Stylesheets and Accessibility
Cascading Stylesheets (CSS) are an important factor in how content is presented on the web. By putting styling instructions in a stylesheets, content is separated from presentation, providing great flexibility. For accessibility, it’s important to note that the “cascading” part of CSS refers to the order in which stylesheets are implemented.
Style defaults stored in the browser are applied first, but can be over-ridden by styles stored in external stylesheets, then styles stored in the HEAD section of a web page, then styles applied directly to HTML elements (inline styling) and, significantly, user-defined styles are applied last. That means the styles stored by a front end developer can and will be over-ridden by styles applied by an end user.
People with disabilities may choose to modify, ignore or disable styles in order to make web content accessible to them. Some will use assistive technology that does it for them.
You’re most likely here because you need to make sure the way you use stylesheets doesn’t make your web content inaccessible to people with disabilities.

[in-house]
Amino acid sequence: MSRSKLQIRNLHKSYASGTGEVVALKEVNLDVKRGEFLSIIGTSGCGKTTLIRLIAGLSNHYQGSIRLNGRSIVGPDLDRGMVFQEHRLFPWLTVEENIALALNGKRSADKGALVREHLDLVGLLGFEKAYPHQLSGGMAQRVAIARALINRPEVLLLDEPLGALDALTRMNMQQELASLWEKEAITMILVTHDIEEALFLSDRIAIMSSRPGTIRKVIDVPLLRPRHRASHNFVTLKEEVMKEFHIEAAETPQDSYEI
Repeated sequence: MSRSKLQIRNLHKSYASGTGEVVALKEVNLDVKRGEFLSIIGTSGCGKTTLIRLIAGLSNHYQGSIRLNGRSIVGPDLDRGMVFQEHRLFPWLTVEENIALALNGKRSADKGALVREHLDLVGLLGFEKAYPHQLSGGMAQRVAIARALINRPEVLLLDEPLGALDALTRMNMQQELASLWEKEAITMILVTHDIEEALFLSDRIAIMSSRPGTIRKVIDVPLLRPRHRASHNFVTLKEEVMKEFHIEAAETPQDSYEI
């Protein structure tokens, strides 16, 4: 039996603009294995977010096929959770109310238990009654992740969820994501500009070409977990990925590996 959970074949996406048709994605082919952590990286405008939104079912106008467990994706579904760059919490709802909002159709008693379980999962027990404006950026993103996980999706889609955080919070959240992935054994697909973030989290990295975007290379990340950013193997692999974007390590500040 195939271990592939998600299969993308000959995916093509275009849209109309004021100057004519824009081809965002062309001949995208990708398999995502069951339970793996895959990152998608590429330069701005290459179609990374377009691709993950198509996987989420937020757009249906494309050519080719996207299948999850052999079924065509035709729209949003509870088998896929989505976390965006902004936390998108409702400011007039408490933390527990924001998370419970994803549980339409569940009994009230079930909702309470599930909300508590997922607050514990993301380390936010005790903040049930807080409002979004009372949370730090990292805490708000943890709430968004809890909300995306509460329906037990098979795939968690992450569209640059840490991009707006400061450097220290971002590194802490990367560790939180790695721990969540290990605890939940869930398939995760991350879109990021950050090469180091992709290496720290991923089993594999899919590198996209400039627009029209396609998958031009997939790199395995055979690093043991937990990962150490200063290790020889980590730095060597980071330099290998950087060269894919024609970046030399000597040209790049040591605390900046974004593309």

You might have a specific problem, like:
- how to maintain the reading order when stylesheets are disabled
- how to ensure features work when stylesheets are disabled
- how to express font size in an accessible way
- how to ensure text display is consistent when stylesheets are disabled
Perhaps you need a comprehensive list of likely accessibility issues with stylesheets – and how to address them. Or maybe you just want to ask a direct question and get a clear, expert response.
You’re in the right place.
OzWiki will tell you what you need to know in order to use stylesheets in an accessible way. The Stylesheet section details 16 accessibility problems and how to address them, demonstrating compliance with 12 WCAG Level A success criteria, and 4 WCAG Level AA success criteria.
As a subscriber, you’ll also be able to request further or more detailed information relating to your specific situation.
See an exampleVisual order of columns does not match order of content with style sheets disabled
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OzWiki is an accessible resource that provides best known methods to achieve A & AA level design and interaction for web content in areas such as Audio, Video, Link, Captcha, Maps, Navigation and more. These outlined accessibility errors, examples and solutions help you become 508 compliant by demonstrating associated WCAG 2.0 success criteria and techniques.
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